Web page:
Over­watch

PC (con­soles TBC)

EDGE - - HYPE - Pub­lisher De­vel­oper For­mat Ori­gin Release Bliz­zard In-house PC (con­soles TBC) US TBA

The hy­brid ori­gins of Bliz­zard’s new com­pet­i­tive shooter be­come ap­par­ent the first time you press Q. This is how you ac­cess your char­ac­ter’s Ul­ti­mate abil­ity, named af­ter and equiv­a­lent to the gamechang­ing su­per­pow­ers com­mon to RPGderived MOBAs. In this case, your Ul­ti­mate closes out a tightly de­signed loop of weapons, abil­i­ties and move­ment meth­ods that de­fine the (so far) 18 he­roes in the game.

Sniper Wid­ow­maker is a straight­for­ward ex­am­ple. She wields a sub­ma­chine gun that trans­forms into a long-range ri­fle when you hold down the right mouse but­ton to scope. Via the Shift key, she can grap­ple up to ledges and over­looks, en­abling her to re­po­si­tion in ver­ti­cal spa­ces not ac­ces­si­ble to most other char­ac­ters. This is mit­i­gated by a cooldown. Press E and she can plant a Venom Mine, an ex­plo­sive that leaves a lin­ger­ing dam­age-over­time ef­fect and also acts as an early warn­ing sys­tem. Over­watch’s maps are lin­ear but of­fer sev­eral flank­ing routes to the at­tack­ing team: while you are scop­ing out one of them, a Venom Mine can en­sure that you’re not at­tacked from an­other an­gle.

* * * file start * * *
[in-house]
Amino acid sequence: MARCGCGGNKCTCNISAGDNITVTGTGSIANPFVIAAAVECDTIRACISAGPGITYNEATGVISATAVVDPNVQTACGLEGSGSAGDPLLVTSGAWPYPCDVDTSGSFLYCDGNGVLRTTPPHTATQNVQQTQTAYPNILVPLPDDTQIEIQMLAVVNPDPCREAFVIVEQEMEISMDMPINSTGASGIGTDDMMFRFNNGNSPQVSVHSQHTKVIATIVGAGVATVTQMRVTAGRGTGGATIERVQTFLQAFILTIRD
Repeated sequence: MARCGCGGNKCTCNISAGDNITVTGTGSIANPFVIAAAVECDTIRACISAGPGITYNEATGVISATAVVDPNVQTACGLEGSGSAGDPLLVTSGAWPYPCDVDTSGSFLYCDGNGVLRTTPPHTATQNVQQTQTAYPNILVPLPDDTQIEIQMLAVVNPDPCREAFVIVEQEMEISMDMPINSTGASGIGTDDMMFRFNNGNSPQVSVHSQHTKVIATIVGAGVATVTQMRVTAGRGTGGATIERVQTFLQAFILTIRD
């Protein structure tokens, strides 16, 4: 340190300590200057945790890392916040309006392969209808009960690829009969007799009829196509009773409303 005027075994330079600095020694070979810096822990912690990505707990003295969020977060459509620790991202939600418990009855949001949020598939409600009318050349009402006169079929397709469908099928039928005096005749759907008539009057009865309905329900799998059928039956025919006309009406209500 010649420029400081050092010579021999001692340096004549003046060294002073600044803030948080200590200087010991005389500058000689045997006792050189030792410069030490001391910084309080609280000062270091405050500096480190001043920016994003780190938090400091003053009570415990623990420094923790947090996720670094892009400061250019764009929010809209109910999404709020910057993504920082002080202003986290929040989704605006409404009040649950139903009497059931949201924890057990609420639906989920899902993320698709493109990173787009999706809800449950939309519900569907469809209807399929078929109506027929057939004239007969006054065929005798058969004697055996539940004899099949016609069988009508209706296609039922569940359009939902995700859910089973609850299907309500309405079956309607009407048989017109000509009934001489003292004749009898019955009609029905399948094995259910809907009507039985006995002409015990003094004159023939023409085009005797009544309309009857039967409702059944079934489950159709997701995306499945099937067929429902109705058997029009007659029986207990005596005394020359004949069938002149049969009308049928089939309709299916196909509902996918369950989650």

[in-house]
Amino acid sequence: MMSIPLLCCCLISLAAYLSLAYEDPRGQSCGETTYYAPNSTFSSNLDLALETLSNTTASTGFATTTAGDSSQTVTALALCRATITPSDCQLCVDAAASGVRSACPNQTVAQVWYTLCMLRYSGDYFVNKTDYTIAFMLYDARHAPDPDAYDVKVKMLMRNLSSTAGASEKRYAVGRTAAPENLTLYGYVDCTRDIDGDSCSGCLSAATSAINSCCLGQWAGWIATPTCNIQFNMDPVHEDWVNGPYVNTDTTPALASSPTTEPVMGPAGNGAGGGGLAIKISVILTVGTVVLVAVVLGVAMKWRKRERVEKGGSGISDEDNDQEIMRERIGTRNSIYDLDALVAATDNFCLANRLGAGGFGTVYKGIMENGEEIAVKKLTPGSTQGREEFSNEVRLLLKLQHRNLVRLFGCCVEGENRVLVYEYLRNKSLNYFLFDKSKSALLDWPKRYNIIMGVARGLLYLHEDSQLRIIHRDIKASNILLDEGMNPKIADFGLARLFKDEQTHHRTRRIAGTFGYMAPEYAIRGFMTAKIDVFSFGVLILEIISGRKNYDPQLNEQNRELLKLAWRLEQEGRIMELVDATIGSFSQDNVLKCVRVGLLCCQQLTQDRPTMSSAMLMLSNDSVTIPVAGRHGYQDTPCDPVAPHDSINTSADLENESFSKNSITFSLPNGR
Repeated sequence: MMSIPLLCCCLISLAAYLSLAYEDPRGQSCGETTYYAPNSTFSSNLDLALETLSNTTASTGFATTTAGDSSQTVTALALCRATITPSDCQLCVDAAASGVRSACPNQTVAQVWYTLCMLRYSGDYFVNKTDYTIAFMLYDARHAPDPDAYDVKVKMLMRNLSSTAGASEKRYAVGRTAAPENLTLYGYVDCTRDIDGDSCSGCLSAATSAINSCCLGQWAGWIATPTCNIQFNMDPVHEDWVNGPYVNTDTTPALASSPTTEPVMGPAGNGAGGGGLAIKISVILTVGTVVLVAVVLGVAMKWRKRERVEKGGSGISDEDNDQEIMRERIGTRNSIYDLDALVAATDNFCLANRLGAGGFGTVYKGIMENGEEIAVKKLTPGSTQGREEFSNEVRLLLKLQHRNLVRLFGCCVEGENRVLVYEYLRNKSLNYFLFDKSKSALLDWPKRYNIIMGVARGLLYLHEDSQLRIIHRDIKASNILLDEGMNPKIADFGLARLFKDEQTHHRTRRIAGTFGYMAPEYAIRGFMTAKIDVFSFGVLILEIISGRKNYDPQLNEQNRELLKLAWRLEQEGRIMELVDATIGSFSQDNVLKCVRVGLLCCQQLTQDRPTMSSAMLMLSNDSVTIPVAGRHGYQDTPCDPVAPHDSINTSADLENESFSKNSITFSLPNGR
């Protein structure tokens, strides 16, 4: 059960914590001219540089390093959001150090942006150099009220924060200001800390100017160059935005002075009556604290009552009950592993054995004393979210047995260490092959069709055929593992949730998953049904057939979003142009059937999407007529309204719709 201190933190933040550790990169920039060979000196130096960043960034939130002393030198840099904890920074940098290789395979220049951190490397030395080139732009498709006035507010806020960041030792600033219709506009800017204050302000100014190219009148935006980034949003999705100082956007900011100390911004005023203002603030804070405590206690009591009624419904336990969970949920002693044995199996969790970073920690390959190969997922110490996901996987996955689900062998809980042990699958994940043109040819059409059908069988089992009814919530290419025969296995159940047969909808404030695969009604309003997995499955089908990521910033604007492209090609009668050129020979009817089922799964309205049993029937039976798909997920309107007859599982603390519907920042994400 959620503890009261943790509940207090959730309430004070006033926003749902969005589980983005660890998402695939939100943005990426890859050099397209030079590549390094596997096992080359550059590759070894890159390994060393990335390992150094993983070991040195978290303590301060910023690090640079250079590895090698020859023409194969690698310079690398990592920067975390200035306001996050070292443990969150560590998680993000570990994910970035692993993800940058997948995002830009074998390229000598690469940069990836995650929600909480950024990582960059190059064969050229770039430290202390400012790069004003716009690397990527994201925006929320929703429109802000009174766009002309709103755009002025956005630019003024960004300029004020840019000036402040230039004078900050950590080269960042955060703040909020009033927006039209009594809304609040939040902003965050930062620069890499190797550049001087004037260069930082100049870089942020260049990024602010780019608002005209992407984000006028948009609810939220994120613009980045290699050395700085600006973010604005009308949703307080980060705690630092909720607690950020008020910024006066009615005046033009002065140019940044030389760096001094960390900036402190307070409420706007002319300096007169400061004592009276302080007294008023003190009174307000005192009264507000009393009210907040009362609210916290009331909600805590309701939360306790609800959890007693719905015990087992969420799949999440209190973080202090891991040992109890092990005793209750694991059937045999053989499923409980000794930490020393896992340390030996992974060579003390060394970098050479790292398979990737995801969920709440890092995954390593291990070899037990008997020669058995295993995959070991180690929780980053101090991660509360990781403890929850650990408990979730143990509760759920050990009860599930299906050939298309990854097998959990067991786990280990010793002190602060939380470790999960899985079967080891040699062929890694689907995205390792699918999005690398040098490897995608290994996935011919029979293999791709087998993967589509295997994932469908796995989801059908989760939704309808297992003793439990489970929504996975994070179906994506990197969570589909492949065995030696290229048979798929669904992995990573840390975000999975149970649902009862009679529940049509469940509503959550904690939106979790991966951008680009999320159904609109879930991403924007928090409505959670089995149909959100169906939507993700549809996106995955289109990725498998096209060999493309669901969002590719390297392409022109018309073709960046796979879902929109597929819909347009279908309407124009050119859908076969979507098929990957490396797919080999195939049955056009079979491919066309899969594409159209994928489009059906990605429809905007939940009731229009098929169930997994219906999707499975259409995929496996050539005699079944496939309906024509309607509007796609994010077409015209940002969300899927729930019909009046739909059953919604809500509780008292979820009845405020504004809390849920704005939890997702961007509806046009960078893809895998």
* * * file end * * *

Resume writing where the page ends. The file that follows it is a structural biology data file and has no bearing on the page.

The one-shot lethal­ity of Win­dow maker’s ri­fle (un­usual in this game) makes in­for­ma­tion es­pe­cially im­por­tant to her. A good player will only need a glimpse of a foe’s cra­nium to blow it off, but get­ting that glimpse is a process with a lot of room for fi­nesse. This is why her Ul­ti­mate rep­re­sents a game-al­ter­ing shift: press Q and she drops her vi­sor, grant­ing sonar vi­sion to her­self and her al­lies for a pe­riod of time. Sud­denly, those flank­ing en­e­mies are ex­posed through walls. Hud­dled de­fend­ers and their choke­points are re­vealed.